"That which is not present in deep, dreamless sleep is not real.”
- Ramana Maharshi, States of Consciousness.
Apart from the three states of sleep, wakefulness and dreaming, there exists a fourth state or turiya. The Mandukya Upanishad defines turiya as:
"The fourth (i.e. turiya) is NOT a state. It is the background on which dream and wake arises and disappears. Turiya is just another term to describe pure awareness. It is also called the Nirvikalpa."
A similar explanation is found in the Key to Theosophy, 165, "After the dissolution of the body, there commences for it a period of full awakened consciousness, or a state of chaotic dreams, or an utterly dreamless sleep undistinguishable from annihilation, ... These are the post-mortem fruits of the tree of life. Naturally, our belief or unbelief in ... that immortality as the property of independent or separate entities, cannot fail to give colour to that fact in its application to each of these entities.”
Certain yogic practices talk about "being asleep while awake and awake while asleep" - an enlightened person in the waking state is unaware of the Ego and the illusions of the memories and desires, and when sleeping is still aware of the Divine and does not sink into self-oblivion.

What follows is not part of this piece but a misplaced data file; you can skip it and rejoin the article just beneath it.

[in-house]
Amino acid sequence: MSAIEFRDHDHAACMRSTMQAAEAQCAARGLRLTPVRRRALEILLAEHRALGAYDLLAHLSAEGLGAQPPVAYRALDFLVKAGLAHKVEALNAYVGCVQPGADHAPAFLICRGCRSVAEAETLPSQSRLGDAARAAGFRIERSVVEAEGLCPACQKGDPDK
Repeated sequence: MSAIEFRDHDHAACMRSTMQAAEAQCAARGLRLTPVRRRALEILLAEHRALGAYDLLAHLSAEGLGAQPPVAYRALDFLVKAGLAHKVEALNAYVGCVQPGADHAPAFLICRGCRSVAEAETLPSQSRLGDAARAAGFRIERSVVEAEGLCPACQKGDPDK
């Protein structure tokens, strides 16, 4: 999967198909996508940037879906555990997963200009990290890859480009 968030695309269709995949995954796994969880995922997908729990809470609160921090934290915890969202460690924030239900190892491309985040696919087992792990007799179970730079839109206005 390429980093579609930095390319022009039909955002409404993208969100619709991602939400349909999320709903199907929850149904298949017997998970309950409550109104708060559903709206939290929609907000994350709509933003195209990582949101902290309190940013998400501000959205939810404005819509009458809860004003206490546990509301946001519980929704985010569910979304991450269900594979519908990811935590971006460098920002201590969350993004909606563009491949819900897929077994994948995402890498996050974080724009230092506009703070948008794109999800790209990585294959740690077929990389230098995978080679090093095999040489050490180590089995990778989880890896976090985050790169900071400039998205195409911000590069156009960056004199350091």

"Then, as you pass into deep, dreamless sleep, you still remain conscious, but now you are aware of nothing but vast pure emptiness, with no content whatsoever. But 'aware of' is not quite right, since there is no duality here. It's more like, there is simply pure consciousness itself, without qualities or contents or subjects or objects, a vast pure emptiness that is not 'nothing' but is still unqualifiable."
- Ken Wilber
Siddhartha’s deep sleep and awakening symbolizes the end of the Ego, and the stirring of the consciousness to a higher frequency that is in tune with Nature, and the Universe.
Deep and Dreamless Sleep is a 2006 movie that retells Dante's Inferno as a New York City love story.